Plans to merge Basildon Hospital with two others put on hold

By Local Democracy Reporter
Steve Shaw

A PLAN to reduce hospital waiting times and provide faster treatment by merging three hospital trusts is on hold after councils raised concerns about a key healthcare plan, it has been revealed.

The merger between Mid Essex, Southend, and Basildon and Thurrock hospital trusts was due to be implemented in April this year with the aim of allowing hospitals to work together to improve patient care.

It would have been supported by a major transformation plan that include measures such as “treat and transfer” with A&E patients stabilised at their local hospital before being moved to sites with specialist teams.

However Tom Abell, who is overseeing the transformation plan and is the deputy chief executive at the Southend trust, revealed that the merger is on hold because Southend and Thurrock Council have called on health secretary Matt Hancock to scrutinise the transformation plan.

He said: “The delay to our formal merger is caused by the referral of our clinical reorganisation plans by Southend Council and Thurrock Council to the Secretary of State. It is important to note that the merger is a separate process to our clinical reorganisation – but the councils’ intervention in the latter has impacted our merger time-scale.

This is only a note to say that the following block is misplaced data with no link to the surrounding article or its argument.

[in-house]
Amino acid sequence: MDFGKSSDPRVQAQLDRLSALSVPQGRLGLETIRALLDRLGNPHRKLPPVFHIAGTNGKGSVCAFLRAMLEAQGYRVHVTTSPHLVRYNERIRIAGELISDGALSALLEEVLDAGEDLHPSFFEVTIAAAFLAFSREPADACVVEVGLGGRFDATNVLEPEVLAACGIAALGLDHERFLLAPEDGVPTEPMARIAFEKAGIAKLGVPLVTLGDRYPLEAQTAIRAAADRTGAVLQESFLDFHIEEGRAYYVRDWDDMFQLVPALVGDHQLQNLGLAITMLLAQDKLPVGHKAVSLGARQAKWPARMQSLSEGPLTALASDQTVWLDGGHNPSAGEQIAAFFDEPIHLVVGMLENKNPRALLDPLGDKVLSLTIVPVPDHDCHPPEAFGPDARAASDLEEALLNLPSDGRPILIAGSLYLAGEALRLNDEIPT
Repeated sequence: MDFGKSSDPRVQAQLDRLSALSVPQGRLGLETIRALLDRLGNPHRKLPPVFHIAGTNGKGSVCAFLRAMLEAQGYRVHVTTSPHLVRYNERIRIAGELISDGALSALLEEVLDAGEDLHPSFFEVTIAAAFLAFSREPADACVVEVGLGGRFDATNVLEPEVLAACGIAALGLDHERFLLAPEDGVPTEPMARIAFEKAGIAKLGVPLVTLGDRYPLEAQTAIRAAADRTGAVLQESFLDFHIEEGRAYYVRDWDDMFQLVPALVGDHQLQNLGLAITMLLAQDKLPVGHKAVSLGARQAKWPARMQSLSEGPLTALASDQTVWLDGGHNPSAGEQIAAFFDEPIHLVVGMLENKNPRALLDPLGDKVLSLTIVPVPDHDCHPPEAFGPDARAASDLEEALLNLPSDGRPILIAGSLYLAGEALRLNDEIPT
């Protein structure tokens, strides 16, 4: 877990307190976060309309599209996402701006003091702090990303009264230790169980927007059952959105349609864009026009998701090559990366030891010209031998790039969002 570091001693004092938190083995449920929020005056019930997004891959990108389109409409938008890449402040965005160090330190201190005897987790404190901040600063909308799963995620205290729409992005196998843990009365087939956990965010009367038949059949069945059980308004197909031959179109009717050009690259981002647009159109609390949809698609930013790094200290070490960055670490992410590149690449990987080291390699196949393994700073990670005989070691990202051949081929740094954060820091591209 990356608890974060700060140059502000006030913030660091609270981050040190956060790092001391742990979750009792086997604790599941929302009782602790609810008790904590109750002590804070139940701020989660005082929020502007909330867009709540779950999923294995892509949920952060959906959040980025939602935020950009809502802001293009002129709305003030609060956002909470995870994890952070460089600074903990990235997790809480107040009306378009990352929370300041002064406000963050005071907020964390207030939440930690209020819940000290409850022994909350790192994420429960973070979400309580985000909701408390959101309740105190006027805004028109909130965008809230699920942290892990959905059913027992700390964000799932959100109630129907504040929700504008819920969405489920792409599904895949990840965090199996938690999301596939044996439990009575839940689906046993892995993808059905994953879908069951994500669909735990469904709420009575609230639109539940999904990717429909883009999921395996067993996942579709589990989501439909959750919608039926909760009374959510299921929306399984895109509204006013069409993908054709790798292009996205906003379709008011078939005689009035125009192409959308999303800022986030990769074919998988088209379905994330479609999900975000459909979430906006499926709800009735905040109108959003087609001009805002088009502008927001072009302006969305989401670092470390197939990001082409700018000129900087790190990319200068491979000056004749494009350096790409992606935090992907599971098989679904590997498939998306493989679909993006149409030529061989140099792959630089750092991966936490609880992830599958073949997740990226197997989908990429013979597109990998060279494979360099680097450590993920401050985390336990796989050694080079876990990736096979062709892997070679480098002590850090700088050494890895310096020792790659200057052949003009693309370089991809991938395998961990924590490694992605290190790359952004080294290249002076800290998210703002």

“This will remain the situation until the outcome of the review process is complete and the Secretary of State has responded to the referrals.

“We are not currently aware of a time-scale for his response but in the meantime continue to work across our hospital group to bring clinical and corporate teams together where we can, and where this is in the best interest of our patients, staff and communities.”

Merger plans published in May last year explain that if the hospitals work together as one, patients will be able to receive treatment at any of the three sites resulting in improved wait times, including slashing cancer referral times.

There would also be improvements to safety, reduced infections and improvements in the workforce through standardised processes and procedures across the three hospitals.

Meanwhile, Mike Fieldhouse, secretary of Save Southend NHS, said the campaign group is “opposed” to the plans and warned it could endanger patients.

“We are much opposed to the merger of the three hospital trusts in mid and south Essex and welcome the news that the plans for this have been put on hold,” he said.

“There is plenty of evidence to show that hospital mergers elsewhere have failed, ultimately harming patients and costing more money. One recent study showed that the average hospital merger caused a 41 per cent increase in patient harm, resulting in an additional £2.5million annual cost to the hospital.

“We believe the people of Essex will be best served by maintaining three independent Hospital Trusts.”

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